Upgrading The Galley Faucet
Is this the hot water line, the cold water line, the engine cooling
water, or the deck wash pump discharge line?
|Our galley faucet is original to the boat--it's now 33 years old. I have repaired |
the faucet controls once before and the spout has been leaking near its
base for some time now. It's time to upgrade it!
In preparation for cruising the Bahamas, we decided to add a second faucet to handle salt water--this additional faucet will be connected to the deck wash system that is already in place. This will allow us to wash dishes using salt water and rinse them with fresh water (to conserve fresh water consumption).
I chose Scandvik's Model #10050 for this application. It is part of the same family of faucets as the Model #10422. The spout does not swivel for this model and it comes with a 1/2-inch NPS threaded shaft. Both new faucets were purchased from Defender. When we connect this faucet in the spring, we will use a 1/2-inch female NPS-to-5/8-inch hose barb fitting which we already purchased.
|I also purchased this faucet (Model #10050) from Defender |
for the salt water tap at the galley sink.
(Photo courtesy of Scandvik)
Removing the Old Faucet
The access to remove the existing galley faucet is through the middle cabinet door under the port galley sink--it is 10 inches wide and 12 inches high. The connections to the faucet are behind the 9-1/2-inch deep double sink (20 inches from the cabinet door) and the removal of the hose and the fittings had to be done blind.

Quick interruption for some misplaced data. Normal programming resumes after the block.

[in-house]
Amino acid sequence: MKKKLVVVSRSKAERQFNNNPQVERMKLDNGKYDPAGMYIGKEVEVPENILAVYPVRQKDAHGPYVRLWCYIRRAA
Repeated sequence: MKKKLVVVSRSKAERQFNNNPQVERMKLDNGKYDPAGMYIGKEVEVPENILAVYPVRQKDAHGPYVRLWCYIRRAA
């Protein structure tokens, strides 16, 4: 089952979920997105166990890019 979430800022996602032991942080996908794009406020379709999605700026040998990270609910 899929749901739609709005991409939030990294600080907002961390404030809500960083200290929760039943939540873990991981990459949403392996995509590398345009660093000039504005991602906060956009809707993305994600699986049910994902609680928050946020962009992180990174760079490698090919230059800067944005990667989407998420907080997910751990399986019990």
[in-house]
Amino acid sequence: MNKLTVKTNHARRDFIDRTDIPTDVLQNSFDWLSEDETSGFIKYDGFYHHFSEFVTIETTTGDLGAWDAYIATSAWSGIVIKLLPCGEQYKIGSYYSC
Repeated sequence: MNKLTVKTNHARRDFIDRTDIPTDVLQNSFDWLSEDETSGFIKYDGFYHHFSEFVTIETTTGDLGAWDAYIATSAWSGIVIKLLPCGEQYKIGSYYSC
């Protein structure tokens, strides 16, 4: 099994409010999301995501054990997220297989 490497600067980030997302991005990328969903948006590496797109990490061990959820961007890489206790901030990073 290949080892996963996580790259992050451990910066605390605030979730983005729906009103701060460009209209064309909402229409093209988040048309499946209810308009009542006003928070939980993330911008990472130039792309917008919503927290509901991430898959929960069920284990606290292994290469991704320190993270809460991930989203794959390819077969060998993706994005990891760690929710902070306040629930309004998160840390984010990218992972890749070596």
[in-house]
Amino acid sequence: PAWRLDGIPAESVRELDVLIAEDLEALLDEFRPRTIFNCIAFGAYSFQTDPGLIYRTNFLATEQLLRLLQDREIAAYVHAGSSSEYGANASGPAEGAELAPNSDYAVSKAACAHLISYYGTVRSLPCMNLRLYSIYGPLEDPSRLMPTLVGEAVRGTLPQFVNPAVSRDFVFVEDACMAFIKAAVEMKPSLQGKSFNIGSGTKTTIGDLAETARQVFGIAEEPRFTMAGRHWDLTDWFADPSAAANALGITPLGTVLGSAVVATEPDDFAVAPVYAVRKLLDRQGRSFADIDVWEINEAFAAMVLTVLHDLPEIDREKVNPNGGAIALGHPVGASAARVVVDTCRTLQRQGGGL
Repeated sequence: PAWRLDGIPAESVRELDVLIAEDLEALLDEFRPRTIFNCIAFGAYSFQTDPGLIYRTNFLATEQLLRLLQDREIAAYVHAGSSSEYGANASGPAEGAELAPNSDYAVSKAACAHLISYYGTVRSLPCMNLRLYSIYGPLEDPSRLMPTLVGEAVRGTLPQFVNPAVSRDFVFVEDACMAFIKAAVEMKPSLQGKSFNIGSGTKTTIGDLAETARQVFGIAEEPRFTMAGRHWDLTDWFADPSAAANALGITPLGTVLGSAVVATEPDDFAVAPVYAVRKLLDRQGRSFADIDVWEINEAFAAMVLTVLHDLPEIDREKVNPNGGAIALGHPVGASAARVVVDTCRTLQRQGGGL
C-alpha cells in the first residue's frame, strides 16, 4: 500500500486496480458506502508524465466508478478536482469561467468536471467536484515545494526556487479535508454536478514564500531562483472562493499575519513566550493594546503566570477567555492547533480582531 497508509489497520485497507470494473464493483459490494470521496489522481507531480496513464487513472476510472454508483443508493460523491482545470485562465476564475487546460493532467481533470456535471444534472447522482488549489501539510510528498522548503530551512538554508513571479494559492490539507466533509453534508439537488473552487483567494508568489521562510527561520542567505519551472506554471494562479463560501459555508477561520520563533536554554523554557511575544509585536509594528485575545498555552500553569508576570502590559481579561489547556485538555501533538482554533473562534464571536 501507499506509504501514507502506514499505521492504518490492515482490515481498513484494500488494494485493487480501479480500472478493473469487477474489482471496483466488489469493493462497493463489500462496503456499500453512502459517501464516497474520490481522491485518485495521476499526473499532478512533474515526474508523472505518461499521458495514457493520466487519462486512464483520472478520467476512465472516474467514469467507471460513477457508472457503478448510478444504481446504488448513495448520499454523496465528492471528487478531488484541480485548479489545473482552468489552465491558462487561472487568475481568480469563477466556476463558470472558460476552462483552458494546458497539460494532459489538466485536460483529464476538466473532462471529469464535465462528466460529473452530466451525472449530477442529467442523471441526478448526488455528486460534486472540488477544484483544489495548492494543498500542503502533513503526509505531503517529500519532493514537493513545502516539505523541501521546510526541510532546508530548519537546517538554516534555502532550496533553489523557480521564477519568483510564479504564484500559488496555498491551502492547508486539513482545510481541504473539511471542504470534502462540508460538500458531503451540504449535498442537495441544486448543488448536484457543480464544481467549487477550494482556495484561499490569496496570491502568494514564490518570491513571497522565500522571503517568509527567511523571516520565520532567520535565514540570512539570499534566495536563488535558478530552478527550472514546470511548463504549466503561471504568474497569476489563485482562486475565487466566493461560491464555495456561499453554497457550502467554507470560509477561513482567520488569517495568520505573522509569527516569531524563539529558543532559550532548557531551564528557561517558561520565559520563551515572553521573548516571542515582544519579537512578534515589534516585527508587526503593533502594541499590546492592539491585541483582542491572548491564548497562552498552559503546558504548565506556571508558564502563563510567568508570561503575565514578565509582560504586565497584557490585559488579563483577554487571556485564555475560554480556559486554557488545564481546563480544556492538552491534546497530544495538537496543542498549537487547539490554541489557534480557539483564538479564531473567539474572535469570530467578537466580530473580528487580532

|This is the area in which to perform the faucet replacement--it is 10 inches wide, |
12 inches high, and 20 inches deep. Like any other boat
project, the work area is very cramped.
Installing Two New Faucets
I installed the new fresh water faucet first. I had to shorten the original hot and cold water feed lines to accommodate the added length of the hoses supplied with the new faucet.
|This image is looking up in back of the double sinks--the image is distorted |
somewhat by the wide angle lens that was used. All the work
in this area had to be done blind.
Interesting Facts About the World's Water
This project took one day to complete and cost less than $300. The project was a little more difficult because we are currently living on board and our pressurized water system had to be shutdown for the day.